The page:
Search This Blog

Sunday, October 09, 2011


Coming some five years after the original CREEPSHOW, this followup has actually improved with age (in my opinion, anyway), especially when stacked up against its predecessor. Repeating the framing motif that the stories we're presented are all yarns found in an issue of the fictional CREEPSHOW comic book, only this time around the proceedings move at a much livelier pace and the stories are not over-long. Once more penned by human horror factory Stephen King, this trio of short stories are less about character study than they are about offering up scary/cheesy stuff that's fun for all ages — swearing, minor gore and brief nudity notwithstanding; if I had kids of age eight or older I would let them watch it — and the lineup includes:

"Old Chief Wood'nhead"

The second you lay eyes on the wooden Indian in front a remote southwestern general store, you know exactly where this is going. A kind old man and his wife (George Kennedy and Dorothy Lamour) are among the last holdouts in their dying town and their store has had nary a customer in ages. Sympathetic to the local Native American tribe, the old man allows them to take goods on credit (which does not sit well with his wife), and ends up with the tribe's sacred treasure entrusted to him for safe keeping until they can pay him what is owed. Unfortunately for him, the tribal elder's vain and sociopathic nephew shows up with some white friends to steal whatever they can from the couple and the store in order to fund their trip out of the dying town to Hollywood, where the long-maned nephew is convinced his man-beauty in general and his hair in particular will instantly make him a star. During the course of the robbery, the psycho nephew kills the couple with shotgun blasts when the old man refuses to hand over the tribal treasure. As the disrespectful, murderous youths drive away to make final preparations for their exodus, the wooden Indian who had adorned the shop's porch for ages comes to life to hunt down and administer retribution to the thieves and to avenge the old man who had so diligently maintained his paint job over the years. And what sweet vengeance it is...

"The Raft"

Considered by many to be the film's best segment, this strands us with four stoned teens on a raft in the middle of a lake, a raft that's surrounded by an unexplained and very hungry creature that looks like an ultra-sticky melding of an oil slick and a mobile swimming pool cover. It displays properties similar to those of the Blob, namely that its amorphous and envelops its prey to ingest them via corrosively dissolving their flesh, and it is very, very hard to escape... This segment also includes what has to be the screen's most ill-chosen moment in which to cop a cheap feel, and a repeatedly-played example of the sort of lame generic fake '80's stoner rock that infested horror movies of its era, a trope that never fails to crack me up.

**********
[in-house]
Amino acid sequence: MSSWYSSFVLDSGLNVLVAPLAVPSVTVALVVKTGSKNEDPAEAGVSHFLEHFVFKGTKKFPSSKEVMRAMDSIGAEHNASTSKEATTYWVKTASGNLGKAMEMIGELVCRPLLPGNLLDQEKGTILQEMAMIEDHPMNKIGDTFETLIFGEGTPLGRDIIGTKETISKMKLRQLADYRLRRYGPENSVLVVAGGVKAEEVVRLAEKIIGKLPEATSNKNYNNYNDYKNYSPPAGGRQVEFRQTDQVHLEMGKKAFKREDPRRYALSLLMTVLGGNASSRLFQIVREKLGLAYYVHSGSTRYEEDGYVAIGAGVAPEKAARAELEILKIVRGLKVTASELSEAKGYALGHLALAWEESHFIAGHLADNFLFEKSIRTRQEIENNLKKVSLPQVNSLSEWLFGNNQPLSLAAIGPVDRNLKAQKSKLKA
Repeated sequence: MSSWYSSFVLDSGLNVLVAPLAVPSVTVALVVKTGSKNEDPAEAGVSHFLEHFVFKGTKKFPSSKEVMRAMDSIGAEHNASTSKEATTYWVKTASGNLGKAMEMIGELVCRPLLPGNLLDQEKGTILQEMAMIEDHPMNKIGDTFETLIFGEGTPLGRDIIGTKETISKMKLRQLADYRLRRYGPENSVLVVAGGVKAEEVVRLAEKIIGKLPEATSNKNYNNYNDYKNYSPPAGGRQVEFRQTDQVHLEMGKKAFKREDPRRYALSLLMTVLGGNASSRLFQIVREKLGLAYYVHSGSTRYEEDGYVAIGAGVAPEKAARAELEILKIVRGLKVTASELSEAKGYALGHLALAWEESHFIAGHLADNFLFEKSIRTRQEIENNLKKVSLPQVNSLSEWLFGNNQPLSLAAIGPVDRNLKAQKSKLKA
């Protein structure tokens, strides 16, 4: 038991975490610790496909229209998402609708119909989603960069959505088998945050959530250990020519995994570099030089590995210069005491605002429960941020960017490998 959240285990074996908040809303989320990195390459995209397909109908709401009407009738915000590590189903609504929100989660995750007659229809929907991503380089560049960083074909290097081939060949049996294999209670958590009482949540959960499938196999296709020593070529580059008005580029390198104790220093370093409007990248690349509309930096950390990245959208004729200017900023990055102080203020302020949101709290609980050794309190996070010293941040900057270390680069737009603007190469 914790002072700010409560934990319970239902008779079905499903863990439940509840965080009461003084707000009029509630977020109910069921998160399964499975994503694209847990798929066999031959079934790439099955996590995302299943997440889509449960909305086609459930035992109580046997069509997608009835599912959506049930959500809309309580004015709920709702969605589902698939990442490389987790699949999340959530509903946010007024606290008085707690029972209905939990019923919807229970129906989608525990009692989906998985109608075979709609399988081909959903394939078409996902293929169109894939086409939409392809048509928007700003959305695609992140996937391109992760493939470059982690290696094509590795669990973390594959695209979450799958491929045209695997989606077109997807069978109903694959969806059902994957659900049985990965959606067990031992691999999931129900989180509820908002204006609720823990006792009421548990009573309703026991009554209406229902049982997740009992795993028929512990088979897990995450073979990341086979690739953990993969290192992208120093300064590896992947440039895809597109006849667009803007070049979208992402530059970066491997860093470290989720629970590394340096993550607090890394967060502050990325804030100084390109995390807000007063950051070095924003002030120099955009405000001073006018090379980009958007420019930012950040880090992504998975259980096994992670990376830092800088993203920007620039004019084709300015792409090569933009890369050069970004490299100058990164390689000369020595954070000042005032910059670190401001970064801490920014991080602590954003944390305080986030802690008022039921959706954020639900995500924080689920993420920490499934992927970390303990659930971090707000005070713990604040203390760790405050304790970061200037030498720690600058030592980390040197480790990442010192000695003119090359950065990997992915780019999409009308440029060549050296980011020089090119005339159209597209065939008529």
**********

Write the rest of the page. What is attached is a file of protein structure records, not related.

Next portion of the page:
"The Hitchhiker"

"Thanks for the ride, lady!"

Lois Chiles — best remembered by moviegoers as Holly Goodhead in MOONRAKER (1979) — stars as an adulterous businesswoman who leaves late from her latest assignation with her arrogant gigolo of choice and must drive like a maniac to make it home by a prescribed hour, so her husband won't suspect what she's been up to. But while driving too fast down a dark road, she accidentally hits and kills a vagrant (Tom Wright) and immediately flees the scene lest she get hauled in by the cops or miss getting home in time so as not to arouse suspicion. As anyone who's ever seen an episode of THE TWILIGHT ZONE can tell you, that was a bad move because she ends up repeatedly encountering the gory undead corpse of the hitchhiker, sometimes fending him off from atop or inside her of her car or savagely running him over again (and again and again), all while he continuously exclaims "Thanks for the ride, lady!" It starts out seriously but soon reveals itself to be a rather absurd and funny exercise in very dark humor.

By no means perfect, I still say CREEPSHOW 2 works better at what it set out to do than CREEPSHOW did, and the fact that the scares this time around are a lot tattier only bolsters its charm. If you were disappointed in it when it came out, it's time to give CREEPSHOW 2 a second chance.

No comments: